08. Embers
09. Sivad
10. Child Refugee
11. Samsara

"Hearing is Everything" Peter Watkins


Domi

Tom Lagana - Tom Lagana Group (feat. George Garzone) Vol. 1


This album came out of a concert last September at the University of Maryland Baltimore County. It also comes out of a long tradition of guitars and saxophones playing Brazilian music – and we’re not just talking Getz and Gilberto here, though their spirits loom large on this recording. In this country the tradition dates back to the early 1950s, when Brazilian guitarist Laurindo Almeida and American saxophonist Bud Shank made a series of recordings for Pacific Jazz that blended North American jazz improvisation and Brazilian melodies and rhythms. The records were hugely influential in the U.S. and in Brazil. This was almost a decade before Charlie Byrd made his famous trip to Brazil and came back to record the album with Stan Getz that would produce the Top 20 hit, “Desafinado.”

But it was the Stan Getz/Joao Gilberto record that was the inspiration for this one. Back to that September concert: the day of the show, the musicians weren’t sure what they were going to play. Tom started humming one of the songs he’d heard on “Getz/Gilberto:” Ary Barroso’s “P’ra Machuchar Meu Coracao.” That was all they needed. As Tom says, “I still to this day cannot figure out why that song wasn’t a MEGA hit. It is simply one of the most beautiful melodies ever written.”

The inspiration carried through to the recording session: the quartet laid down eight tunes the first day; the remaining pieces in half of the next day; and the album was mixed on the third day … despite the fact that this is Tom’s first recording to feature him playing acoustic nylon string guitar exclusively. His first two albums mostly featured electric guitar – his first instrument (he grew up in Davidsonville, Maryland, wanting to be a heavy metal guitarist). But this isn’t the work of an electric player dipping his toe into acoustic music.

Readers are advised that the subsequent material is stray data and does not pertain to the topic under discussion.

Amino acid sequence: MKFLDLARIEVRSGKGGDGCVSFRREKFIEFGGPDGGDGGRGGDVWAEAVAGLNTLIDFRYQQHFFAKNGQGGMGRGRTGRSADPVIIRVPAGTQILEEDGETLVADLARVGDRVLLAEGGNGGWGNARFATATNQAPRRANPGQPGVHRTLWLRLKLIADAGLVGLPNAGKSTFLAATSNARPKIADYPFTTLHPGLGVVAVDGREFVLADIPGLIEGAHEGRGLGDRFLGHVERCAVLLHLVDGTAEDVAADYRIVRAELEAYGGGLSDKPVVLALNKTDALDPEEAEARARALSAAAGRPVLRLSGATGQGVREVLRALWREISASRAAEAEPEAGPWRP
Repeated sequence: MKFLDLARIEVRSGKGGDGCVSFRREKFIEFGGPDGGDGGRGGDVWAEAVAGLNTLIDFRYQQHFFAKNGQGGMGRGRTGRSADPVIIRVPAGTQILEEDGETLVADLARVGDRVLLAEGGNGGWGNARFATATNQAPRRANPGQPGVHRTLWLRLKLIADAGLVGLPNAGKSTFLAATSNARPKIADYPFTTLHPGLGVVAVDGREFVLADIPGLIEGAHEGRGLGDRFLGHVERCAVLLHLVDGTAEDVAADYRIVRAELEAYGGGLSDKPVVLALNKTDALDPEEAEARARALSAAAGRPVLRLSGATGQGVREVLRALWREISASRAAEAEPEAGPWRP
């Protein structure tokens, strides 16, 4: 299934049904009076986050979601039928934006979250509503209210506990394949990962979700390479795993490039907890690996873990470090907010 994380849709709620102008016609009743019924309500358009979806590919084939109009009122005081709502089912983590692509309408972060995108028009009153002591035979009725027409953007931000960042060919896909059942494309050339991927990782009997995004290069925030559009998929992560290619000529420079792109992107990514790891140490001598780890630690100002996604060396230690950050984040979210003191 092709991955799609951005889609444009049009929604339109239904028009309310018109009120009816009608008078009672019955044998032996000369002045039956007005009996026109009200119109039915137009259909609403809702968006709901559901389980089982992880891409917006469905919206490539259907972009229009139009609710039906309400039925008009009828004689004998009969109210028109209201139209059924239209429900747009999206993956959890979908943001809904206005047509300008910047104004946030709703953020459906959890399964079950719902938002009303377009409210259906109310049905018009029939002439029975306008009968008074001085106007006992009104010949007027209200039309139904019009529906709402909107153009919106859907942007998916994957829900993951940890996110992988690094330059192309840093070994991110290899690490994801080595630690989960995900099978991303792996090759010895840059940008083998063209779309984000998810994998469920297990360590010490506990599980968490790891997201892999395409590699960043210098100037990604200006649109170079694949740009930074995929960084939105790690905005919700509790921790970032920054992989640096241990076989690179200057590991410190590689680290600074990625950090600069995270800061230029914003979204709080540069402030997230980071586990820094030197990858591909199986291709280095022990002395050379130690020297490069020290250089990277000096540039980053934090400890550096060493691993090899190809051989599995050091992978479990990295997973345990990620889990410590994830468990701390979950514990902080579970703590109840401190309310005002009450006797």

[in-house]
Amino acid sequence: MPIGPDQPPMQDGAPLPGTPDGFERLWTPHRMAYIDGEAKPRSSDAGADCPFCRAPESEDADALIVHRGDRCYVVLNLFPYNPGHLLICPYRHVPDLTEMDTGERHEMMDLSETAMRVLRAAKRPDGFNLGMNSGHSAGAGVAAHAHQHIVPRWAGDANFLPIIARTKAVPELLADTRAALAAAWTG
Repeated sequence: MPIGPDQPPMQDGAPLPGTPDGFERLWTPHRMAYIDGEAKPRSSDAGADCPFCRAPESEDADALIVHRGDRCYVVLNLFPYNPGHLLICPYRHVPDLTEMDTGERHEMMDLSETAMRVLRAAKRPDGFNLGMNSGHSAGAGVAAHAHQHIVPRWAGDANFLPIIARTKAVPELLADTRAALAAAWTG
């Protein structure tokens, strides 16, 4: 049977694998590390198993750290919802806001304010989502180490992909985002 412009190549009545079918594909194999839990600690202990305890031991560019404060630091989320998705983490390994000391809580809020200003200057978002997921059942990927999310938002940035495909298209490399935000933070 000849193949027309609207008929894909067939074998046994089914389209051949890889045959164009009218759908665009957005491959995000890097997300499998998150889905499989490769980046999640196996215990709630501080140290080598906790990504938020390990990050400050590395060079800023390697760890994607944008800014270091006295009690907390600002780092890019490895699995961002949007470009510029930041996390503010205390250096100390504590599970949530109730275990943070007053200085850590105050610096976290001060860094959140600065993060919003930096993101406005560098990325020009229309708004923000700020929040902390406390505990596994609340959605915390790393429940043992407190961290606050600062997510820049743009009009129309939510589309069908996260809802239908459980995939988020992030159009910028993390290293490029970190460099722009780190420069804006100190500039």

After graduating from the Berklee College of Music in Boston, where he met saxophonist George Garzone, Tom got a Masters in Performance from Towson University. There he focused primarily on classical guitar and went on to teach classical ensemble at the school. He’s done master classes with Dusan Bogdanovic and Ralph Towner and played for Italian guitarist and composer Carlo Domeniconi, whose “Koyunbaba” is a staple of contemporary guitar repertoire. It would be an understatement to say that the nylon string sits well under Tom’s fingers.

He’s brought all of his influences together here (except maybe heavy metal): his affinity for improvisation; his understanding of the nylon stringed guitar’s colors and nuance; and especially his love for Brazilian music. He sums that up beautifully: “The harmony and melodies are simple – that is why people relate to them. Then, when the groove hits them, you are getting them in a place they cannot see but can feel. It’s music to move the masses.”

The connection is intensified by his partnership on this recording with saxophonist George Garzone.  The blend, supported by such a warm rhythm section (Tom Baldwin (b) and Dominic (d)), is reminiscent of the smooth and sensuous Getz – Gilberto sound.

01. Outra Vez
02. Para Machucar Meu Coração
03. Shadow of Your Smile
04. Something Special
05. Holland Tunnel
06. Moonlight in Vermont
07. Armando's Rhumba
08. Bossa Moderna
09. Alone
10. Brigas Nunca Mais
11. Nature Boy


LIRA

Oleg Lundstrem Orchestra - In Swing Time (2014)


Since Russian bandleader Oleg Lundstrem was around 70 when he recorded this CD, one might expect the music to be Russian versions of swing standards, but actually the music is quite modern, sort of an updated Thad Jones/Mel Lewis-type orchestra. No personnel listing is given although the liner notes refer to pianist Mikhail Okun, trumpeter Yuri Parfenov and tenorman Vyacheslav Preobrazhenski. The charts make liberal use of brass choirs and expertly set up the soloists, of which the tenor is the most talented. Overall this is a professional and rather enjoyable big-band outing from a Russian legend who led his first orchestra in 1934.


1. In Retro Style
2. The Dawn Came
3. Embraceable You
4. Sprint
5. Lilac in Bloom
6. Jive
7. Why?
8. A Study for Orchestra

"Hearing is Everything" Peter Watkins


Domi